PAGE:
Then last weekend’s storm happened. While we needed the rain, we did not need a month’s worth in a 72 hour time period. The course received nearly 4.5″ of rainfall over the weekend and the staff has hustled to get everything ready for this final week of main club events. Final clean-up of leaves and debris left from the storm will take place over the next couple of days.
Other notes and happenings around the course:
Aerification of greens and fairways is right around the corner. weather permitting, the front 9 greens and large practice green will be solid-tined on October 3rd. The small practice green and back 9 greens will be aerified on October 4th. Fairway aerification will begin on October 7, and we will be pulling cores this year to aid in drainage and better fill in any divots that may be present on the fairways. I anticipate this process taking all week and ask that you be cautious around any staff member that may be on the fairway you are playing, as they may not hear or see you right away. Thank you.
The Elkhart County Health Department has been in contact with me about mosquitoes and the threat in our area of the Eastern Equine Encephalitis (EEE) virus. Below is a press release from them with information and safety tips on how to protect yourself. There is bug spray available for you in the starter hut next to 1 tee, and if you do apply bug spray, please do so on the cart path only, as bug spray can harm or kill turf. Once a hard frost is seen in our area, the mosquito threat will diminish rapidly.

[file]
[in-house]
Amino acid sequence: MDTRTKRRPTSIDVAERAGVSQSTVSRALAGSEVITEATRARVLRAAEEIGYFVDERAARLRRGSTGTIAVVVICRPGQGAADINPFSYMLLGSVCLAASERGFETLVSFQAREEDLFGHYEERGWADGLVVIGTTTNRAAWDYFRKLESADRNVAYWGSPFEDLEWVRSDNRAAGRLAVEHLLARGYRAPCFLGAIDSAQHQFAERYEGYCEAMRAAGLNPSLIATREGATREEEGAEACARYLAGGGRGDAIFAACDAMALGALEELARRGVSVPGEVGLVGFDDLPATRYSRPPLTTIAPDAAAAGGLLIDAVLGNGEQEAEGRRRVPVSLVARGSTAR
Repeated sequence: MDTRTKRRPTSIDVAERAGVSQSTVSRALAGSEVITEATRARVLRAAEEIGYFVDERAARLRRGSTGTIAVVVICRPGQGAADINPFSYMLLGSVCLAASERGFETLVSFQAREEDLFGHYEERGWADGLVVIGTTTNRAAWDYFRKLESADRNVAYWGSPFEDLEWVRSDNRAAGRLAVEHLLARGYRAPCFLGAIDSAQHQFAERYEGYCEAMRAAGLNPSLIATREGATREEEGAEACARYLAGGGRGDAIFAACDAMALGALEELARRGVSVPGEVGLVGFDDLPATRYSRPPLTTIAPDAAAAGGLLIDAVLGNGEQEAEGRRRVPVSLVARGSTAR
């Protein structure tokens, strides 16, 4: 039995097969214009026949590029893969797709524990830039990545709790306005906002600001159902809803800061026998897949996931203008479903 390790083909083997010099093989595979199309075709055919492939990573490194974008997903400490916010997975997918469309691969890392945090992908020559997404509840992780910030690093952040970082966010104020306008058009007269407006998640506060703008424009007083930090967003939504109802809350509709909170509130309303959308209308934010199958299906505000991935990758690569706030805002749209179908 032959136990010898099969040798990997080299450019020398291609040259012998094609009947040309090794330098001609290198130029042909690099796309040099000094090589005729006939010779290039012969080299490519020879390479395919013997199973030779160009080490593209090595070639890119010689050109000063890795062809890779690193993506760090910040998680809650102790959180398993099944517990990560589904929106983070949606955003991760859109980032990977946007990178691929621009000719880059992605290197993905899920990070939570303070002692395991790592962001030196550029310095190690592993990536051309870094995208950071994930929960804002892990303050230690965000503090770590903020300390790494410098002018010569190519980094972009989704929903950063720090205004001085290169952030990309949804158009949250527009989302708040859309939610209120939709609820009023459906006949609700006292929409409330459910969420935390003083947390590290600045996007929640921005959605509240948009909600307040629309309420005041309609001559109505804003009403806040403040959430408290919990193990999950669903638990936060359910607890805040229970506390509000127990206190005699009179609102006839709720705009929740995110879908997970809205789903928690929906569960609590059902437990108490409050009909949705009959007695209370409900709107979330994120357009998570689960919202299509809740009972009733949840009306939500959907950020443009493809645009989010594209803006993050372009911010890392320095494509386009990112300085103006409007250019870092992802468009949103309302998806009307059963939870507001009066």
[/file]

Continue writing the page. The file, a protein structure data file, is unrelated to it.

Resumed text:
Work has started already to prepare the practice tee for the 2020 season. Last week the center and north sections of the tee were core aerified, topdressed, and seeded to fill in gaps in the turf. These 2 sections will remain closed for the rest of the year. After October 13th, the south section of the main tee will close for the season and the same process will take place. Between October 15th and October 31st, the lower section will be available for you to practice. On November 1st, the Practice Facility will close for the season. All of this will allow the main practice tee to have the best opportunity for the seed to germinate, and fill in fully for the 2020 season. If you have any questions about this, please ask myself or Tom.
You may have noticed the cattails on 14 pond turning brown. After years of attempting to control their spreading only by cutting them, we had to make a herbicide application to thin out the population before they overtook the entire pond. Over the next 2 weeks we will be removing the dead material by hand and leave a single pod of them on the northwest corner of the pond.
If you have any questions, please feel free to contact me at email@example.com. Have a great week and I hope to see you out on the course!
With all of Elcona’s Club Championships contested by the end of this week, we have reached the point in the season where we are past the dog days of summer and the weather turns a bit cooler and crisper. Labor Day signifies that change, but as we all know, there is a ton of great weather to come out and enjoy your golf course.
I also would like to give a special thanks to our staff. I am very proud of the product they have produced for throughout the year. Throughout the next few weeks most of them will be leaving us for the season and will be missed until they return in April 2020. So a huge thank you/muchas gracias to Matt, Steve, Greg, Ron, Bob, Paul, Harold, Larry, Caity, Doug, Jorge, Abelardo, Eduardo, Vernando, Luis, and Mitch for all your hard work this year.
I came across a share on Twitter the other day from Coach Eric Musselman (via Matt Windy, thanks Coach!):